What I find to be truly interesting is the overall uniqueness of American political culture. By no means is America the only democratic nation in the world. However, in various surveys and statistical measures, Americans have consistently proven to follow a unique trend in values. More so than citizens of other nations, Americans believe that it is not the government’s responsibility to ensure that individuals have a reasonable standard of living. While all individuals should be given an equal opportunity to better their situations, from that point, it is up to the individual’s personal efforts and dedication to ensure success. Furthermore, as surveys show, Americans strongly believe in the “Rule of Law,” or the idea that everyone should be treated equally before the law, even government officials.

However, as I’ve also discovered by analyzing demographic charts and graphs, America is far from being a homogeneous nation. The United States is inhabited by individuals of various different ethnicities (Hispanic, African American, Asian), religions (Protestants, Catholics), income brackets (upper class, middle class, and those in poverty), and political leanings (Republicans, Democrats). It is important to be aware of these differences as well, for they are another part of what makes the United States truly unique.

In the end, America is a land of great diversity. However, it is also a land where individuals are bound together by common ideas of liberty and equality. In the end, these common ideas are what help various individuals come together as the United States of America.

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Posted by on February 27, 2012 in Culture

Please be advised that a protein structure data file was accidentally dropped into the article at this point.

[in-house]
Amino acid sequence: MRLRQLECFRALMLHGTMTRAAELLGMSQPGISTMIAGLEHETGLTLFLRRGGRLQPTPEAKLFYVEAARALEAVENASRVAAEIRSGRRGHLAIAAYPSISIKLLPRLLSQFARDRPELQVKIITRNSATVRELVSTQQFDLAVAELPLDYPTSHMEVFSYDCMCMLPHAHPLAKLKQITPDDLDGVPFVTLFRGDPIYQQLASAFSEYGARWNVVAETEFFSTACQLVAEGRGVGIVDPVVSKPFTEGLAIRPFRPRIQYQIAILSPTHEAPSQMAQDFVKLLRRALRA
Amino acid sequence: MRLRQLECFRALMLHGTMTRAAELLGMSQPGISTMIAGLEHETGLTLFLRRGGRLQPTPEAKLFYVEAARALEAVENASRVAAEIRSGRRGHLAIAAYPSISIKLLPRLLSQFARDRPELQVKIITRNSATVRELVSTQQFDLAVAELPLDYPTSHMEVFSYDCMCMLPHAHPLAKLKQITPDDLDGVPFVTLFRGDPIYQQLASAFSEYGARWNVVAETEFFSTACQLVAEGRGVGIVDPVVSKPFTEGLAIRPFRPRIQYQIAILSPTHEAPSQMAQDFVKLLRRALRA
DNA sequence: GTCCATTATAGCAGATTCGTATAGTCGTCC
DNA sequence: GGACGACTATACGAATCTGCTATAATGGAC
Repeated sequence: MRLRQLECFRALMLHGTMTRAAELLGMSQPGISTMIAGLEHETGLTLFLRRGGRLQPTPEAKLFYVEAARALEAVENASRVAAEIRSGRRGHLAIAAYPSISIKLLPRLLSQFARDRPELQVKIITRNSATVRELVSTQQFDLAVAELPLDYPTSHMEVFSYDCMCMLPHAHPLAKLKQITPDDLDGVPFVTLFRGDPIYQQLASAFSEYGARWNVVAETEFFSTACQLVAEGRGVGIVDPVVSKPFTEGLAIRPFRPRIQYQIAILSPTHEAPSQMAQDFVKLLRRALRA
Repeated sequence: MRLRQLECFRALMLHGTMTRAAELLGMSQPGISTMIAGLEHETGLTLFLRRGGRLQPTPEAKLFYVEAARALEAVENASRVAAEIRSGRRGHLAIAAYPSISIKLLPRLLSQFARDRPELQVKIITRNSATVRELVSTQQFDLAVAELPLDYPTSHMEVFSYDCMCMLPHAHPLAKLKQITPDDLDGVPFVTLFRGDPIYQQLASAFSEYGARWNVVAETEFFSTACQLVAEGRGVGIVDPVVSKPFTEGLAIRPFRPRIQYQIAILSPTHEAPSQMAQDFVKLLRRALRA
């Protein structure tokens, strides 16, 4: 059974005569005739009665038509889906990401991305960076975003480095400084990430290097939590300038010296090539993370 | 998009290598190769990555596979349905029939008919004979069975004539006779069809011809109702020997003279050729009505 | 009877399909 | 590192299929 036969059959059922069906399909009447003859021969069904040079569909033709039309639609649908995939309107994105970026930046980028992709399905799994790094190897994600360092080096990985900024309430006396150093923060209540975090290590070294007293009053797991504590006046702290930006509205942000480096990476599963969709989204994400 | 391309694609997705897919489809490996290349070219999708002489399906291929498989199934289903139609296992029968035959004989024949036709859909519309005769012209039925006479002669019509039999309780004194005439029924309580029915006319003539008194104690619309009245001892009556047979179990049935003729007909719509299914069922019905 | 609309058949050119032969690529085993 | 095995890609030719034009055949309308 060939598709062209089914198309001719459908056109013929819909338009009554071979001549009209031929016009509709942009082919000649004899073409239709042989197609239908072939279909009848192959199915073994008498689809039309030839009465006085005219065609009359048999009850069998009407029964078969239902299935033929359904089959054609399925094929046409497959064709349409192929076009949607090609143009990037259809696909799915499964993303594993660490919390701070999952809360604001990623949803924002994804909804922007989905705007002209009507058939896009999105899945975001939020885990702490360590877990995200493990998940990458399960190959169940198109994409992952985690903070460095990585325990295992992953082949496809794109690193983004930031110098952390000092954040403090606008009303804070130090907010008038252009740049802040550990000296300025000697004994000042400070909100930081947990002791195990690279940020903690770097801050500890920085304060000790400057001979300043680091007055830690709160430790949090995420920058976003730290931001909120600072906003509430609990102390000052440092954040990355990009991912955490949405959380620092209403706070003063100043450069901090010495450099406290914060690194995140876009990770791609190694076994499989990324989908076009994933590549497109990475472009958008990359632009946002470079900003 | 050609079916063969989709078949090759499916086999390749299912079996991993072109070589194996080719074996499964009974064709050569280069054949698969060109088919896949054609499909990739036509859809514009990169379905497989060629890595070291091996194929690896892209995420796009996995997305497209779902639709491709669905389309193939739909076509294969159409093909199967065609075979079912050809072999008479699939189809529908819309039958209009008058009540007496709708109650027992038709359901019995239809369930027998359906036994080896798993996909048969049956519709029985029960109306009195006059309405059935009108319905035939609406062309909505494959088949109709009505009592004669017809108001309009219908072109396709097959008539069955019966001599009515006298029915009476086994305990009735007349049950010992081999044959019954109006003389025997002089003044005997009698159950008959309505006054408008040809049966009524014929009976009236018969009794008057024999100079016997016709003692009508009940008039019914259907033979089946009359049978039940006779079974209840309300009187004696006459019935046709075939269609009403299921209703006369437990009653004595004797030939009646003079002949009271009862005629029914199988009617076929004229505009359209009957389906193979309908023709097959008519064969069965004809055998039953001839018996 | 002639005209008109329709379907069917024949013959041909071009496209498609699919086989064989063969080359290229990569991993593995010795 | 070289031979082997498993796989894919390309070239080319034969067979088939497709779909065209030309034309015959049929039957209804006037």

Adventures in Technology: My AP US Government Class

Prior to taking my AP US Government course, I had never  taken an online class before. Naturally, there were a lot of things I wondered about. I had owned a laptop since the fifth grade. I knew how to create a Googledoc and edit footage on iMovie and GarageBand. Still, I never considered myself to be a technology whiz, so I was a little anxious about taking a course online. The first thing that I was required to do for the course was to set up accounts on a plethora of programs, including VoiceThread, WordPress, and Vimeo. It was a lot of technology to take in at one time, but I had no choice but to do my best and see where I would go.

Surprisingly, things ended up not being so difficult. I successfully uploaded a recording to Vimeo. I sentout my first “tweet” on Twitter. The only program that really gave me any difficulty was Voicethread (I occasionally had trouble with the “comment” function), but by asking questions and learning more about the program, I was able to figure everything out. Overall, I don’t find it frustrating to work with new technology. Although I may occasionally run into difficulties, these challenges are also a part of the learning process. By overcoming these challenges, I know that I’ll be more prepared to function in a highly technological world. Today, knowing your way around technology is a must in the workforce, as businesses and governments are communicating with one another in whole new ways.

This brings me to my final point of what I like best about being in an online class. Taking an online course enables me to discuss important issues with people from various locations who have different experiences and opinions. Just a few weeks ago, our AP US Government class watched the State of the Union Address and discussed it on Skype. We have also had several engaging written discussions on different political issues. Overall, I feel that the technology in an online class really helps to facilitate meaningful communication, and I can’t wait to see what we’re going to learn next!

Images courtesy of and


Posted by on February 9, 2012 in Technology